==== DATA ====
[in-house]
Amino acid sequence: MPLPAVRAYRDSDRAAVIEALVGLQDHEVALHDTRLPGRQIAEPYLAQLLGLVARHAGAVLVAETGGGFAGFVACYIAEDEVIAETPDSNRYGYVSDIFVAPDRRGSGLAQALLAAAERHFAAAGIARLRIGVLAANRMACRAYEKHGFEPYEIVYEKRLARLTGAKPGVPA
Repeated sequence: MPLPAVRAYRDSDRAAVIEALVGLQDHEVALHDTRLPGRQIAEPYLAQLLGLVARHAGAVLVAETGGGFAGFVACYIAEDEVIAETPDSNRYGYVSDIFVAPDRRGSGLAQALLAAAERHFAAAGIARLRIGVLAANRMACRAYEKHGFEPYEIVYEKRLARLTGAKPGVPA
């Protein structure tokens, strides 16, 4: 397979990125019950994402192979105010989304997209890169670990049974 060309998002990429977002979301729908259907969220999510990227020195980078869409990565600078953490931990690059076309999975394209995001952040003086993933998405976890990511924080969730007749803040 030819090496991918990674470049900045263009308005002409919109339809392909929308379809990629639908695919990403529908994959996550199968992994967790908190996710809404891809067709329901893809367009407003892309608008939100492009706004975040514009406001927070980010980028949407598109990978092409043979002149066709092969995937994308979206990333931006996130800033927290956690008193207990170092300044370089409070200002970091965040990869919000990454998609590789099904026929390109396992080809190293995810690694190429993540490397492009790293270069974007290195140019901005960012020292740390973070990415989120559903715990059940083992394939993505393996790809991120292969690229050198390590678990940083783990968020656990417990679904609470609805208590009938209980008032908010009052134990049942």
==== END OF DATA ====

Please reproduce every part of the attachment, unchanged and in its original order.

[in-house]
Amino acid sequence: MPLPAVRAYRDSDRAAVIEALVGLQDHEVALHDTRLPGRQIAEPYLAQLLGLVARHAGAVLVAETGGGFAGFVACYIAEDEVIAETPDSNRYGYVSDIFVAPDRRGSGLAQALLAAAERHFAAAGIARLRIGVLAANRMACRAYEKHGFEPYEIVYEKRLARLTGAKPGVPA
Repeated sequence: MPLPAVRAYRDSDRAAVIEALVGLQDHEVALHDTRLPGRQIAEPYLAQLLGLVARHAGAVLVAETGGGFAGFVACYIAEDEVIAETPDSNRYGYVSDIFVAPDRRGSGLAQALLAAAERHFAAAGIARLRIGVLAANRMACRAYEKHGFEPYEIVYEKRLARLTGAKPGVPA
């Protein structure tokens, strides 16, 4: 397979990125019950994402192979105010989304997209890169670990049974 060309998002990429977002979301729908259907969220999510990227020195980078869409990565600078953490931990690059076309999975394209995001952040003086993933998405976890990511924080969730007749803040 030819090496991918990674470049900045263009308005002409919109339809392909929308379809990629639908695919990403529908994959996550199968992994967790908190996710809404891809067709329901893809367009407003892309608008939100492009706004975040514009406001927070980010980028949407598109990978092409043979002149066709092969995937994308979206990333931006996130800033927290956690008193207990170092300044370089409070200002970091965040990869919000990454998609590789099904026929390109396992080809190293995810690694190429993540490397492009790293270069974007290195140019901005960012020292740390973070990415989120559903715990059940083992394939993505393996790809991120292969690229050198390590678990940083783990968020656990417990679904609470609805208590009938209980008032908010009052134990049942």